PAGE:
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Introduction to the Nile landscape.

Ancient Egypt has captivated many minds. A question many ask is how did such a highly civilised society flourish so early, and why did it come to an end. All too often the endurance of the Egyptian civilisation is overlooked and many are shocked when they discover that the pharaohs ruled Egypt for nearly three millennia. To truly understand the dynamics of the Egyptian civilisation one needs to fully appreciate the geography of Egypt.

Egypt lies within the eastern extremes of the Sahara desert that dominates the North African landscape. Stretching from the Atlantic Ocean coast to the shores of the Red Sea the desert covers an area of c.9,100,100 km2. This is the largest desert in the world and occupies one quarter of the African continent. Average rainfall is less than 255 mm per year and temperatures can sore to extremes of 580c. It seems remarkable that such a landscape of extremes could also be home to the world's longest river. The Nile rises in South Central Burundai, 6741 km away from the Mediterranean Sea where the river has formed a vast delta. Two main tributaries feed the Nile: the Blue Nile, which rises in Lake Tana, Ethiopia and central Africa, and the White Nile which rises in Southern Sudan and central Africa. Both flow separate courses until they merge at Khartoum, the capital city of Sudan, Egypt's modern southern neighbour. It was the extremities of Egypt's location that fuelled such a great and remarkable civilisation. Surrounded by deserts and sea Egypt had a natural buffer perimeter that could allow cultural contacts and even absorbtion but more importantly keep enemies at bay.

At the beginning of the Holocene (over 10000 years ago) the Nile valley became a more desirable place to live. Before this time the Eastern Sahara was of a Savannah Environment with plentiful flora and fauna, with a far higher taxonomic variety than today. Wild herds of grazing antelope, gazelle and cattle made easy game for hunting. However since the end of the last Ice Age North Africa has been undergoing environmental change, with climatic fluctuations. Increasing desiccation at the end of the Pleistocene (start of the Holocene) most likely induced human groups to merge towards the Nile (Childe 1934; Hassan 1984b). Indeed from as early as 15000 BC we have various examples of Palaeolithic sites with stone tool assemblages, distributed along the desert limits.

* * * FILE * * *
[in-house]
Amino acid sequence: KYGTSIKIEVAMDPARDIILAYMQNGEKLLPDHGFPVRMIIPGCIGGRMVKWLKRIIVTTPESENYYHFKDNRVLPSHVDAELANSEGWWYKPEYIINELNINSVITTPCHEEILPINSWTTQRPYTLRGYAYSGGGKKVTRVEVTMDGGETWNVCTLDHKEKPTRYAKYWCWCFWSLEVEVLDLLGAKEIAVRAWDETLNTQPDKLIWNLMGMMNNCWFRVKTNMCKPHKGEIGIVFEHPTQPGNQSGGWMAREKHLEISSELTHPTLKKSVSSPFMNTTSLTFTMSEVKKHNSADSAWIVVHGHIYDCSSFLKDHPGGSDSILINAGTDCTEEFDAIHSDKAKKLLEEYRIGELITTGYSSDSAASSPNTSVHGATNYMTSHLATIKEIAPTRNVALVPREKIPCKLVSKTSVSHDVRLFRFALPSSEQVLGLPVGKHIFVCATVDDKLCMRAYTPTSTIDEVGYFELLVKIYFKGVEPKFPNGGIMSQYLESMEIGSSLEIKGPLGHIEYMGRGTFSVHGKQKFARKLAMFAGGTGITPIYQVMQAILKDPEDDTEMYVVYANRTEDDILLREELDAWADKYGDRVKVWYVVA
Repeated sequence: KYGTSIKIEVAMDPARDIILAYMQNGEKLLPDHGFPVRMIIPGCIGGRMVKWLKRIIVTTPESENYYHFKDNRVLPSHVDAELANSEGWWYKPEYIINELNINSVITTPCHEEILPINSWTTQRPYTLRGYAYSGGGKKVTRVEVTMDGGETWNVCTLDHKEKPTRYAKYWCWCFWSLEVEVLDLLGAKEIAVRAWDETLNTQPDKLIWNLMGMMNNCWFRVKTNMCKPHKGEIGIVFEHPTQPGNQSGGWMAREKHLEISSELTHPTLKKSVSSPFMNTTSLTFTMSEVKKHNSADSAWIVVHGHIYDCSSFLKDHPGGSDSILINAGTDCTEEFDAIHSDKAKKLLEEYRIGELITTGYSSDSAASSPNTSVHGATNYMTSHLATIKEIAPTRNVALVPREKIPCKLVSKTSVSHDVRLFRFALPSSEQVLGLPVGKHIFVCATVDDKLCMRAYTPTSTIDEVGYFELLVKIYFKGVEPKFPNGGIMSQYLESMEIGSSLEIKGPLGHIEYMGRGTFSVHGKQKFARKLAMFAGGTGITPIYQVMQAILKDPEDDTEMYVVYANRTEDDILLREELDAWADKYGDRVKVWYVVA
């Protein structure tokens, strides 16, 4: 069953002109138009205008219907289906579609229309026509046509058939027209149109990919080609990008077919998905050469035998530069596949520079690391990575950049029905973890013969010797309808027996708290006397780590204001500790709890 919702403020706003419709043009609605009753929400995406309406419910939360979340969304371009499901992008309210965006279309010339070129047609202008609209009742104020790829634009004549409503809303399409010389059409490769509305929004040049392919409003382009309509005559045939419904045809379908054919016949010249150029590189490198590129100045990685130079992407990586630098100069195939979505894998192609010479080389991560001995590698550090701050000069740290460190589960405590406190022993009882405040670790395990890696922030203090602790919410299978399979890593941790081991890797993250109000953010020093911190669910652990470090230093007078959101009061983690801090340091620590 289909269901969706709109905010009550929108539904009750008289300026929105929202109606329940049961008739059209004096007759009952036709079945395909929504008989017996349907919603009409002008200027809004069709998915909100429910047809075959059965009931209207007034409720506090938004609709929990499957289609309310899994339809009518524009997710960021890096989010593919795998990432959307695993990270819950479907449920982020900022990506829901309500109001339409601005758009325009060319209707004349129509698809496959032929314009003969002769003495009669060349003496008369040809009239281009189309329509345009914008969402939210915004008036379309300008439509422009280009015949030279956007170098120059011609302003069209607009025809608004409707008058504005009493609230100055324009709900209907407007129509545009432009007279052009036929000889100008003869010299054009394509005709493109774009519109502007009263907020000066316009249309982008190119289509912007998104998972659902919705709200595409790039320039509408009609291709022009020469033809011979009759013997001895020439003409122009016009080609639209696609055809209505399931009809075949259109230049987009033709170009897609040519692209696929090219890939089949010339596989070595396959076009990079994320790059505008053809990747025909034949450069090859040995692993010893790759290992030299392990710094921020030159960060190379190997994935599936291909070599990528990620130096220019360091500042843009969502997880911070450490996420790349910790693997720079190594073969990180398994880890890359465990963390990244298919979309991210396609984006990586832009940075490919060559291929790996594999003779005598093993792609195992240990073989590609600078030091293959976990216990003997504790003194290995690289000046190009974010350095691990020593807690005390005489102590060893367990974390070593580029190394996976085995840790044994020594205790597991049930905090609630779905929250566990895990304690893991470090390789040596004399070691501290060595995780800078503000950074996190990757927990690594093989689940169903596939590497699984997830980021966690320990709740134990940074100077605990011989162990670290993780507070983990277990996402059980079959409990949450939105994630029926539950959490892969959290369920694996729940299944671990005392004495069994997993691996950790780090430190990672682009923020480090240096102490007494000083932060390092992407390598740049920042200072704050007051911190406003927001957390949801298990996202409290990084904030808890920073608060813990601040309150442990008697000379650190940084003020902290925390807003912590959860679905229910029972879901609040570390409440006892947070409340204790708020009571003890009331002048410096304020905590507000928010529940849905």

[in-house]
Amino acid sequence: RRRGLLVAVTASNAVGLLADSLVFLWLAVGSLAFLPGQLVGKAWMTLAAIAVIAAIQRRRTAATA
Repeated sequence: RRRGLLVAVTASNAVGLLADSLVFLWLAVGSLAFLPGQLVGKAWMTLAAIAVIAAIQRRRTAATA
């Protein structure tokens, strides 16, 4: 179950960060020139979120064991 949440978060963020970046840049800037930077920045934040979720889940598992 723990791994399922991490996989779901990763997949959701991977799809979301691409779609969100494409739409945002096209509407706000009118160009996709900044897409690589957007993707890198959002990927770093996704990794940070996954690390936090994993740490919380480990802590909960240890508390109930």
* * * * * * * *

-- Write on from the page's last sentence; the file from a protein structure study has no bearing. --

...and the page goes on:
The Nile has carved its way quite easily through the Eocene (second epoch of the Tertiary period) limestone bed of the desert Plateau. The rivers vast sediment load has deposited extensive alluvium deposits across the valley floor. Maximum deposition occurs towards the end of the rivers course, with Cairo having alluvium deposits in excess of 9.6 metres deep compared to Aswan with 4 metres. Indeed estimates suggest that over half of all suspended matter has been shed by time the river reaches Cairo (Ball 1933). The greatest sedimentation rates exist within the slower moving waters of the delta. At present the Nile splits into two main Branches: Damietta and the Rosetta. Recent estimates (Coutellier and Stanley 1993) suggest that high Holocene sedimentation rates have extended the delta coastline by as much as 50 km over the past 5000 years. Sea level was around 4 m higher during the Archaic Period and has gradually regressed to present level which was first reached during the Greco-Roman period. Hence the delta of ancient Egypt was slightly different to what it appears today. Since ancient times the area has been of enormous agricultural value, and now represents over 58% of total agricultural land.

The fertile land of the Nile valley and delta was called 'Kemet' (black) by the ancient Egyptians and indeed this is the name that they gave to their beloved country. The arid lands of the desert were called 'Deshret' (red). The annual storms and snow melt of the Ethiopian highlands delivered the necessary high waters of the Nile inundation that started around June-August. The turbulent waters would flow throughout Egypt accompanied by a super-abundance of silt. River levees would recede at the end of September and reach a lowest level in May. The time of inundation was termed 'Akhet'' and this was proceeded by the season of planting called 'Peret' . The past flood would have left a rich top-dressing of fertiliser and this was prime time to sow seeds. Growth rates were quick because of the favourable conditions, and harvest would take place during the season called 'Shemu' which fell between the months of March and May. There was little need for farmers to physically aerate the soil themselves as the hot dry summer would dry and break up the soil that would also reduce excessive accumulations of top-lying natural salts. Unlike other areas of the ancient Near East (the Levantine Valley) farming required little toil. Large rewards could be reaped from a disproportionate expenditure of labour.
(Ashley Elsdon Cooke)

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